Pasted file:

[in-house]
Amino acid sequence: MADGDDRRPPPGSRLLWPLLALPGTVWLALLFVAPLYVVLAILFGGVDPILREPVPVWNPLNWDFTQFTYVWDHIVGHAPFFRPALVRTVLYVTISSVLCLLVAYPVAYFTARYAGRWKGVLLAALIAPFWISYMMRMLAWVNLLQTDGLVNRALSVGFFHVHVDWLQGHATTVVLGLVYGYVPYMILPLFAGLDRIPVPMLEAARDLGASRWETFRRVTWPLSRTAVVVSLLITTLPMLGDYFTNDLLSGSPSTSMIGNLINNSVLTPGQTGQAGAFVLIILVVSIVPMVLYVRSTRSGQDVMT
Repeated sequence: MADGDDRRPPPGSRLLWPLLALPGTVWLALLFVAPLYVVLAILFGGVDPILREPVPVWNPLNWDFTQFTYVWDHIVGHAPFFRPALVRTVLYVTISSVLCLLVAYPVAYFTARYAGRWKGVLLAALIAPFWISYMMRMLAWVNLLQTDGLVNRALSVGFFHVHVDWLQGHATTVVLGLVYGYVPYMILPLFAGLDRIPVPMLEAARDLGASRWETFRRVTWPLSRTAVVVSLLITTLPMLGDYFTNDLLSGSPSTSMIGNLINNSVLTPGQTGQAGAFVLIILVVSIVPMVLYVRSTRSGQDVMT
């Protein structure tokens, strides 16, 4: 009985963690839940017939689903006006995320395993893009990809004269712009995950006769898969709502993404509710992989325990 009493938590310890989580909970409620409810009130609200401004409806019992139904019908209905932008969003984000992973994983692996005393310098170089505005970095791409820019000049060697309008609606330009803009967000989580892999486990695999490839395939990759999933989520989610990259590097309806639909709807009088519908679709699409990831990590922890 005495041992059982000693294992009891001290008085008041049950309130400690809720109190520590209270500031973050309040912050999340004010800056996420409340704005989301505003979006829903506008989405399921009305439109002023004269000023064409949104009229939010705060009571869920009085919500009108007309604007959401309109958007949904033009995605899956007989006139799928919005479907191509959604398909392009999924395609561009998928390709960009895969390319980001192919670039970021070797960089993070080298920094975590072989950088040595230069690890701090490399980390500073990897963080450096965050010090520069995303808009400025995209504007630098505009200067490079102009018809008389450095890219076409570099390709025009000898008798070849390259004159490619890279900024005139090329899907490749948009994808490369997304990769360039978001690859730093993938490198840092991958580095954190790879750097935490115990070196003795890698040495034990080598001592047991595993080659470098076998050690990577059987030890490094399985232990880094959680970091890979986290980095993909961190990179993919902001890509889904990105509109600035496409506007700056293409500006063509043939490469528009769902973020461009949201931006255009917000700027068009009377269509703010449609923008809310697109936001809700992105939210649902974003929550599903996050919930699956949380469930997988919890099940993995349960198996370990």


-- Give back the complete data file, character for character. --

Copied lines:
[in-house]
Amino acid sequence: MADGDDRRPPPGSRLLWPLLALPGTVWLALLFVAPLYVVLAILFGGVDPILREPVPVWNPLNWDFTQFTYVWDHIVGHAPFFRPALVRTVLYVTISSVLCLLVAYPVAYFTARYAGRWKGVLLAALIAPFWISYMMRMLAWVNLLQTDGLVNRALSVGFFHVHVDWLQGHATTVVLGLVYGYVPYMILPLFAGLDRIPVPMLEAARDLGASRWETFRRVTWPLSRTAVVVSLLITTLPMLGDYFTNDLLSGSPSTSMIGNLINNSVLTPGQTGQAGAFVLIILVVSIVPMVLYVRSTRSGQDVMT
Repeated sequence: MADGDDRRPPPGSRLLWPLLALPGTVWLALLFVAPLYVVLAILFGGVDPILREPVPVWNPLNWDFTQFTYVWDHIVGHAPFFRPALVRTVLYVTISSVLCLLVAYPVAYFTARYAGRWKGVLLAALIAPFWISYMMRMLAWVNLLQTDGLVNRALSVGFFHVHVDWLQGHATTVVLGLVYGYVPYMILPLFAGLDRIPVPMLEAARDLGASRWETFRRVTWPLSRTAVVVSLLITTLPMLGDYFTNDLLSGSPSTSMIGNLINNSVLTPGQTGQAGAFVLIILVVSIVPMVLYVRSTRSGQDVMT
């Protein structure tokens, strides 16, 4: 009985963690839940017939689903006006995320395993893009990809004269712009995950006769898969709502993404509710992989325990 009493938590310890989580909970409620409810009130609200401004409806019992139904019908209905932008969003984000992973994983692996005393310098170089505005970095791409820019000049060697309008609606330009803009967000989580892999486990695999490839395939990759999933989520989610990259590097309806639909709807009088519908679709699409990831990590922890 005495041992059982000693294992009891001290008085008041049950309130400690809720109190520590209270500031973050309040912050999340004010800056996420409340704005989301505003979006829903506008989405399921009305439109002023004269000023064409949104009229939010705060009571869920009085919500009108007309604007959401309109958007949904033009995605899956007989006139799928919005479907191509959604398909392009999924395609561009998928390709960009895969390319980001192919670039970021070797960089993070080298920094975590072989950088040595230069690890701090490399980390500073990897963080450096965050010090520069995303808009400025995209504007630098505009200067490079102009018809008389450095890219076409570099390709025009000898008798070849390259004159490619890279900024005139090329899907490749948009994808490369997304990769360039978001690859730093993938490198840092991958580095954190790879750097935490115990070196003795890698040495034990080598001592047991595993080659470098076998050690990577059987030890490094399985232990880094959680970091890979986290980095993909961190990179993919902001890509889904990105509109600035496409506007700056293409500006063509043939490469528009769902973020461009949201931006255009917000700027068009009377269509703010449609923008809310697109936001809700992105939210649902974003929550599903996050919930699956949380469930997988919890099940993995349960198996370990």